Penetration

Discussion in 'Bowhunt or Die® - Web Show' started by tkarrow, Nov 13, 2015.

  1. tynimiller

    tynimiller Legendary Woodsman

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    I loved Dubbya's post and would agree the performance of a mechanical against soft tissue (back hit) in the case of the hunter completing a bad shot...however, I personally feel it is the hunter's actions after the shot that plays in the recovery way more there anyways.

    If I shoot my small diameter Slick Trick through the guts I'm backing out knowing that is a dead deer if I give it time. If I miss forward and blow through the shoulder with my heavy arrow and stronger ferrule I know my chances of it being lethal are much greater than "most" mechanicals. All personal preference, but I agree choosing a mechanical purely because you're lazy and can't get fixed to fly well is stupidity. Also doing it because it is what "everyone" is doing is stupidity as well.

    Either way though, it is all moot if the hunter does their part. :tu:
     
  2. Dubbya

    Dubbya Moderator

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    Matt don't be swayed from trying the spitfire XXX, it will penetrate far better than the KZ guaranteed, in most cases and does a ton of damage. I will be shooting this head pretty much exclusively in the future. I will also have zero questions shooting an elk with this head, I don't say the same about most rear deploying head.
     
  3. muzzyman88

    muzzyman88 Die Hard Bowhunter

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    The idea of a wider cutting diameter saving you on less than ideal shots, as Dubbya states, is somewhat misleading in my mind. Lets take for example a 4 blade 1" cut fixed blade head vs a 2 blade 1.5" cut mechanical. The 4 blade head already has more cutting surface by virtue of having two extra blades. Now, the mech is wider, by 1/2" total, but thats only 1/4" wider on each side of the ferrel of the head. I seriously doubt that small of a width difference is going to determine the outcome of a less than ideal shot. Whats more, the popular two blade mechs have both blades on a single plane vs a four blade head that has blades on two planes. I think if you're going to say the small increase in width is a big advantage, you're also going to have to bank on the blades being "turned" in the direction needed to hit something vital on entry as well. Once an arrow hits something, it stops spinning. So, if for example at impact the blades are vertical on the deer and it doesn't do any damage to vitals on a hit too far back. Having an extra set of blades perpendicular to the other as in a four blade head might be more of an advantage.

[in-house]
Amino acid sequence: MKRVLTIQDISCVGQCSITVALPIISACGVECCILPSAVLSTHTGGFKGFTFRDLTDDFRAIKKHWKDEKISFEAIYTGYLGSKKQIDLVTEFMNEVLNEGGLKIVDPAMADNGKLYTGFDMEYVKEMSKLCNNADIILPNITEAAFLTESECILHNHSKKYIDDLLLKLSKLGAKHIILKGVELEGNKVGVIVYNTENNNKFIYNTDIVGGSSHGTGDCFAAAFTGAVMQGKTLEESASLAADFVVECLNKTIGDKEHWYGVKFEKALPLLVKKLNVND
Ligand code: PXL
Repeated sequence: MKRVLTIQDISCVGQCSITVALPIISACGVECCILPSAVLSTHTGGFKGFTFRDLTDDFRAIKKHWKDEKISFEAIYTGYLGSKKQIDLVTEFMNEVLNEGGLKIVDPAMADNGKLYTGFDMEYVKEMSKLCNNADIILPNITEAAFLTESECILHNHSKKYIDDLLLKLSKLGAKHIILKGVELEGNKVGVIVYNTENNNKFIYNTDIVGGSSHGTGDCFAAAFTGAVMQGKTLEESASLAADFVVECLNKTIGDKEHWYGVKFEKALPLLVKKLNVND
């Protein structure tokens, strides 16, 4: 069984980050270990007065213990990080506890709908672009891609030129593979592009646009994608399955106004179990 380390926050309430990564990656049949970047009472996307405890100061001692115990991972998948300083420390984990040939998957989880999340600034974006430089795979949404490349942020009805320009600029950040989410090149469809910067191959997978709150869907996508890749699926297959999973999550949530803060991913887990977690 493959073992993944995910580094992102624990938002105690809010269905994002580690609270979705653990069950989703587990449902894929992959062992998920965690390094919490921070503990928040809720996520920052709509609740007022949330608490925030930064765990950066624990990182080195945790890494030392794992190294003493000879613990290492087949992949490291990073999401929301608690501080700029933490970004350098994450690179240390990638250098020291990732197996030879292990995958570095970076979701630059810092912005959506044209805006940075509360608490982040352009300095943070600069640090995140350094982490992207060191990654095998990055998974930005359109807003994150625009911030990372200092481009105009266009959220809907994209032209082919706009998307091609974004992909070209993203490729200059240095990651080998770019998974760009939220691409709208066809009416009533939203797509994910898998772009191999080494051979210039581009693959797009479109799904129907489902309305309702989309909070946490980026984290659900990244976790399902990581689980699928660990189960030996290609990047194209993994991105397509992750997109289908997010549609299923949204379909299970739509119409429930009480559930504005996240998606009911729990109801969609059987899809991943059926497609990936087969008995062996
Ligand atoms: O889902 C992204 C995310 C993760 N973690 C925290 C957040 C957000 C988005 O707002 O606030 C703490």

Of course we're splitting hairs here. I'm just using this as an example disputing the statements of mechanicals being an advantage by virtue of cutting size, etc.
     
  4. Dubbya

    Dubbya Moderator

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    I understand your thoughts and yes, we're splitting hairs, but there is more to it than total cutting surface. Total cutting surface isn't what makes large holes, large holes allow for better blood trails, and on down the road.

    Honestly, I don't know of very many 1.5" 2-blades but even so, that's a 50% increase over the 1" fixed, even though you doubt that's going to make a difference, it's hard to argue that an extra 50% of "reach" isn't going to help in some fashion. If that were the case why wouldn't we shoot a 1/2" O.D. fixed head? Go to a 2" and obviously it's double that of the fixed, which means you miss an inch on either side of a spot and still cut it, not the case with the 1" fixed. A wider diameter in one direction creates a far larger hole than a 4-blade. The whole issue about which direction the blades are at impact doesn't mean much to me, essentially the 4-blade is cutting the same tissue twice in a much smaller area, than cutting a lot of different tissue in either direction.

    This drawing is to scale: it's a 2" 2-blade and a 1" 4-blade... Sorry, I was bored while my little guy was coloring and this was my art project. The boxes are 1.1" wide, they can be a vein, artery, whatever you would like... use your imagination. All the highlighted stuff is what you gain over the fixed. Just my $.02.

    [​IMG]

    [​IMG]
     
  5. tkarrow

    tkarrow Weekend Warrior

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    Great points, comments and experiences, I had no idea this thread would last as long as it has when I posted it!! Thanks for the comments and agreements. I think two other factors require consideration, issues that I have not seen tested or mentioned elsewhere.

    1. Wound Channel: It stands to reason that a larger blade will make a larger cut when penetrating to the same depth UNLESS it hits something and a wider blade is more likely to hit something. However, multiple blades can equal a single large blade in overall cutting surface. More importantly, multiple blades cut on multiple axis which creates more highly eviscerated wound channels and ones more likely to bleed. I have seen several BH tests done where a 2", 2 blade head has fully deployed but because of the single axis of cut, the bleeding is greatly reduced over smaller multi blade heads. In effect, the cut itself closes more easily because there is only one cut axis. In first aid courses, one learns to ensure a cut is "closed" in part by stretching the body part where the cut is, to reduce bleeding. For example if someone gets a gash across their gut, sit the person up versus a cut from sternum down where you lie the victim out... makes sense... close the cut to reduce bleeding.